Taiwan says it sent Covid-19 assistance to countries surreptitiously to avoid protests from China, as US Health Secretary Azar visits Taipei on the highest-level diplomatic trip from Washington in four decades.
Taiwan's foreign minister says China is trying to turn it into another Hong Kong, as he met with a senior US official who made a historic diplomatic trip to the island nation.
China imposed a sweeping security law on Hong Kong in June, following which several opposition politicians were disqualified and activists arrested.
That has caused alarm in Taiwan, a self-ruled island of 23 million people that Beijing sees as its own territory and has vowed to one day seize, by force if necessary.
Foreign minister Joseph Wu said Taiwan lives under the constant threat of having its freedoms taken away by China, during a rare meeting with US cabinet official Alex Azar in Taipei on Tuesday.
"Our lives have become increasingly difficult as China continues to pressure Taiwan into accepting its political conditions, conditions that will turn Taiwan into the next Hong Kong," he said.
"The people of Taiwan are all too familiar with dealing with threats, be it military, diplomatic or the threats of epidemics."
Health Secretary Azar is in Taipei for a three-day visit billed as the highest-level visit from the United States since it switched diplomatic recognition from the island to China in 1979.
Beijing is ramping up diplomatic, military and economic pressure on Taiwan since the 2016 election of President Tsai Ing-wen, who won a second term earlier this year with a landslide.
She rejects Beijing's stance that Taiwan is part of "one China" and instead views the island as "already independent".
Response to virus outbreak
China has suggested Taiwan could be granted a version of the "one country, two systems" model it uses for Hong Kong, which supposedly guarantees certain liberties and autonomy from the mainland.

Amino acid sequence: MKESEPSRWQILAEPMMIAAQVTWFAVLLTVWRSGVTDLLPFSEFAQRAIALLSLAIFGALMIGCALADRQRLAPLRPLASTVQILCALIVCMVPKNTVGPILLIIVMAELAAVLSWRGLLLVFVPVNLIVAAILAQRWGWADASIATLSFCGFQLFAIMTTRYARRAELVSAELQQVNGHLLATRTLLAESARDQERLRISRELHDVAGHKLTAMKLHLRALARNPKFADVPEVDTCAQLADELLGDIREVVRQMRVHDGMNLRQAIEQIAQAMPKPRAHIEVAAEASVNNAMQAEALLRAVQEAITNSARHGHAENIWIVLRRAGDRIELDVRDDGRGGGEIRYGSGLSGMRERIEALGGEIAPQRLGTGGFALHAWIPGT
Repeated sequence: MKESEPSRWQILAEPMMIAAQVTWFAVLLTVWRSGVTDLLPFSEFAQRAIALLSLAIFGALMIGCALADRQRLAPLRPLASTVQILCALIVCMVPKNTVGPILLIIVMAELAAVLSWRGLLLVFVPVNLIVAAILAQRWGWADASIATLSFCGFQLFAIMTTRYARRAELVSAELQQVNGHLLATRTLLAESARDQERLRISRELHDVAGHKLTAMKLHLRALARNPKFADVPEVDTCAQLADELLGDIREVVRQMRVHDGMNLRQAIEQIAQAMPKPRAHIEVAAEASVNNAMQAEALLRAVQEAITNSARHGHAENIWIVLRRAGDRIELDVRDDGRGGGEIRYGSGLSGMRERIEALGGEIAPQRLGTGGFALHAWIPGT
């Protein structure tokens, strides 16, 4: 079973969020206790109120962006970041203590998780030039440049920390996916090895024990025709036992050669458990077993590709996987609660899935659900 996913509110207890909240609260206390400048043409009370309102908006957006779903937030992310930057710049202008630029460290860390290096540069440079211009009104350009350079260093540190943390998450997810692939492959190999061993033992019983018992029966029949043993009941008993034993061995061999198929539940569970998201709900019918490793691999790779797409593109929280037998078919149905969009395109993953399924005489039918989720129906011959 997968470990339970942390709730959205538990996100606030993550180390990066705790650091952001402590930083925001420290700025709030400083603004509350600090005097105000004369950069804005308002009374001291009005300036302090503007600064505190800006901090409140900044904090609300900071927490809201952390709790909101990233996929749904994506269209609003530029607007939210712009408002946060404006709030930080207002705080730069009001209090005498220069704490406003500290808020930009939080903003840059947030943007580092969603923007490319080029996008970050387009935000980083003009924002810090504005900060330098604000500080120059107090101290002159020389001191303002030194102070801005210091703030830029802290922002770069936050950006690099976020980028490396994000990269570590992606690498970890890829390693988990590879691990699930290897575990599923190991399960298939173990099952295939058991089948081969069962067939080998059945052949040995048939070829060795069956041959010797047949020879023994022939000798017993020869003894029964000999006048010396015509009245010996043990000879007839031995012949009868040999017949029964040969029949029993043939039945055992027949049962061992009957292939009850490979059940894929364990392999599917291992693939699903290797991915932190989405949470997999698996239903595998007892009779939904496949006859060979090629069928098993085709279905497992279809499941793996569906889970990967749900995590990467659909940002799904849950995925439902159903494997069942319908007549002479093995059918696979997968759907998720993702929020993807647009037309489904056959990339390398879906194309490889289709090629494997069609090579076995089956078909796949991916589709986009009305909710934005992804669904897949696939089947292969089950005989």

All mainstream political parties in Taiwan have rejected the proposal.
And what little enthusiasm there was for the idea has all but evaporated as China cracks down on Hong Kong's separatist movement.
Azar's trip comes as relations between the US and China are in tumult, with the two sides clashing over a wide range of trade, military and security issues, as well as the coronavirus pandemic.
During his visit, Azar has heaped praise on Taiwan's democracy and its success in battling the coronavirus.
He has previously criticised Beijing's handling of the pandemic, which emerged in central China, and its authoritarian model of government.
Taiwan, which has fewer than 500 confirmed Covid-19 cases including seven deaths, has been able to contain the virus because of its democracy and transparency, Wu said.
China has also managed to get its outbreak largely under control, with sweeping lockdowns and travel restrictions.
In contrast, the United States has the highest death toll with more than 160,000 fatalities.
US President Donald Trump has been accused by critics of taking a harder stance towards China to distract from his coronavirus response as he seeks re-election in November.
Taiwan sending virus aid under the radar
Wu also said Taiwan sent Covid-19 assistance to foreign countries surreptitiously to avoid protests from China.
China's attempts to isolated Taiwan has compelled the island at times to keep its donations of masks and personal protective equipment under the radar, Foreign Minister Joseph Wu said.
“Truth is, we even had to deliver these supplies quietly in some occasions to keep the recipients free from trouble, trouble from Beijing," Wu said.
Taiwan has brought its virus outbreak under control, and Wu said the island has donated 51 million masks overseas, including 10 million to the US, along with other items of personal protective equipment.
He did not name the other countries to which Taiwan has made quiet donations or give other details.
Just 15 countries maintain formal diplomatic ties with Taiwan, and China has sought to peel away its remaining allies.
Wu said Chinese pressure to accept political conditions for bringing Taiwan under Beijing's control has made life “increasingly difficult."